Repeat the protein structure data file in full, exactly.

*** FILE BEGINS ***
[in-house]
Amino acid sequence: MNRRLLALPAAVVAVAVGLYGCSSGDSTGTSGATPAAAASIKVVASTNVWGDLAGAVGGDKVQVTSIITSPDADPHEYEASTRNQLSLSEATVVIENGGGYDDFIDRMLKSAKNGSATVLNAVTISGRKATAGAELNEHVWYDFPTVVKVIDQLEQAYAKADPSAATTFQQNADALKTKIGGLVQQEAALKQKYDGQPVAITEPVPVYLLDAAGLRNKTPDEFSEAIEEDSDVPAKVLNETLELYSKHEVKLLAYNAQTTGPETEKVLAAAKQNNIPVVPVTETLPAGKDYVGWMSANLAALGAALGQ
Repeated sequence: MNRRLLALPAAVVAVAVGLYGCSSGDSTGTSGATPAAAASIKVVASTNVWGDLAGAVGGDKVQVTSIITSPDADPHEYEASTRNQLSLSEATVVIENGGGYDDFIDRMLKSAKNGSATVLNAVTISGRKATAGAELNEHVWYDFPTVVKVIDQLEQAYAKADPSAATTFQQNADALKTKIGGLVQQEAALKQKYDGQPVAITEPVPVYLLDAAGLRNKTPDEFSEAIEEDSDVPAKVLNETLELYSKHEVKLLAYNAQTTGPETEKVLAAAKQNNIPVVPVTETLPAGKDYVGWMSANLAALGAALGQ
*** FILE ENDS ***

[in-house]
Amino acid sequence: MNRRLLALPAAVVAVAVGLYGCSSGDSTGTSGATPAAAASIKVVASTNVWGDLAGAVGGDKVQVTSIITSPDADPHEYEASTRNQLSLSEATVVIENGGGYDDFIDRMLKSAKNGSATVLNAVTISGRKATAGAELNEHVWYDFPTVVKVIDQLEQAYAKADPSAATTFQQNADALKTKIGGLVQQEAALKQKYDGQPVAITEPVPVYLLDAAGLRNKTPDEFSEAIEEDSDVPAKVLNETLELYSKHEVKLLAYNAQTTGPETEKVLAAAKQNNIPVVPVTETLPAGKDYVGWMSANLAALGAALGQ
Repeated sequence: MNRRLLALPAAVVAVAVGLYGCSSGDSTGTSGATPAAAASIKVVASTNVWGDLAGAVGGDKVQVTSIITSPDADPHEYEASTRNQLSLSEATVVIENGGGYDDFIDRMLKSAKNGSATVLNAVTISGRKATAGAELNEHVWYDFPTVVKVIDQLEQAYAKADPSAATTFQQNADALKTKIGGLVQQEAALKQKYDGQPVAITEPVPVYLLDAAGLRNKTPDEFSEAIEEDSDVPAKVLNETLELYSKHEVKLLAYNAQTTGPETEKVLAAAKQNNIPVVPVTETLPAGKDYVGWMSANLAALGAALGQ